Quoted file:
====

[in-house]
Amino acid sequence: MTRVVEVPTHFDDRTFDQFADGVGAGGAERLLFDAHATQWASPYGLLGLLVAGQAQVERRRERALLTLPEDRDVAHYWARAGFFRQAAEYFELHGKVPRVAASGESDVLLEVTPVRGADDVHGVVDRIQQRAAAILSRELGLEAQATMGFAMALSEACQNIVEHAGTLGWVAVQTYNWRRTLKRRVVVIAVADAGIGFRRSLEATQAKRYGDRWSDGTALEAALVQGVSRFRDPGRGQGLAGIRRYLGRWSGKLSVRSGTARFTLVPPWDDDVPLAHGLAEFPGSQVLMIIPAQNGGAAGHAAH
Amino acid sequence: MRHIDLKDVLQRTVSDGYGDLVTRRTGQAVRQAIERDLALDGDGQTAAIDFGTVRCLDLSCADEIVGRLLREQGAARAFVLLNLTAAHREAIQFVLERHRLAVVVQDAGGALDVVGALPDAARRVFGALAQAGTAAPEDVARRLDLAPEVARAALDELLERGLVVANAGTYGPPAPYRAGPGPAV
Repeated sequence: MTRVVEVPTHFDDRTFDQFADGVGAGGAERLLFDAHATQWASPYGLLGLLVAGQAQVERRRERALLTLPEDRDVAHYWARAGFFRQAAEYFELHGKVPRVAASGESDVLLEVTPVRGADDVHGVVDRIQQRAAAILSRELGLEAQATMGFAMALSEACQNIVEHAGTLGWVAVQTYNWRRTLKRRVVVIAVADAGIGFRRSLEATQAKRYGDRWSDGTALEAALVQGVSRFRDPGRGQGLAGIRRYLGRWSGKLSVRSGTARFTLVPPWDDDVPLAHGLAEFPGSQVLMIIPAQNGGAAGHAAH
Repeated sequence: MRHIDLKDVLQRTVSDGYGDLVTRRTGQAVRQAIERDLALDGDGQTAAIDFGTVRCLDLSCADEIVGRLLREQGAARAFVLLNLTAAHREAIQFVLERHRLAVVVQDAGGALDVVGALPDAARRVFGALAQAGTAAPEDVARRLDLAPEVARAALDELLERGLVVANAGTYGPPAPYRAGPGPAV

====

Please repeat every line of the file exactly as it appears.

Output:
[in-house]
Amino acid sequence: MTRVVEVPTHFDDRTFDQFADGVGAGGAERLLFDAHATQWASPYGLLGLLVAGQAQVERRRERALLTLPEDRDVAHYWARAGFFRQAAEYFELHGKVPRVAASGESDVLLEVTPVRGADDVHGVVDRIQQRAAAILSRELGLEAQATMGFAMALSEACQNIVEHAGTLGWVAVQTYNWRRTLKRRVVVIAVADAGIGFRRSLEATQAKRYGDRWSDGTALEAALVQGVSRFRDPGRGQGLAGIRRYLGRWSGKLSVRSGTARFTLVPPWDDDVPLAHGLAEFPGSQVLMIIPAQNGGAAGHAAH
Amino acid sequence: MRHIDLKDVLQRTVSDGYGDLVTRRTGQAVRQAIERDLALDGDGQTAAIDFGTVRCLDLSCADEIVGRLLREQGAARAFVLLNLTAAHREAIQFVLERHRLAVVVQDAGGALDVVGALPDAARRVFGALAQAGTAAPEDVARRLDLAPEVARAALDELLERGLVVANAGTYGPPAPYRAGPGPAV
Repeated sequence: MTRVVEVPTHFDDRTFDQFADGVGAGGAERLLFDAHATQWASPYGLLGLLVAGQAQVERRRERALLTLPEDRDVAHYWARAGFFRQAAEYFELHGKVPRVAASGESDVLLEVTPVRGADDVHGVVDRIQQRAAAILSRELGLEAQATMGFAMALSEACQNIVEHAGTLGWVAVQTYNWRRTLKRRVVVIAVADAGIGFRRSLEATQAKRYGDRWSDGTALEAALVQGVSRFRDPGRGQGLAGIRRYLGRWSGKLSVRSGTARFTLVPPWDDDVPLAHGLAEFPGSQVLMIIPAQNGGAAGHAAH
Repeated sequence: MRHIDLKDVLQRTVSDGYGDLVTRRTGQAVRQAIERDLALDGDGQTAAIDFGTVRCLDLSCADEIVGRLLREQGAARAFVLLNLTAAHREAIQFVLERHRLAVVVQDAGGALDVVGALPDAARRVFGALAQAGTAAPEDVARRLDLAPEVARAALDELLERGLVVANAGTYGPPAPYRAGPGPAV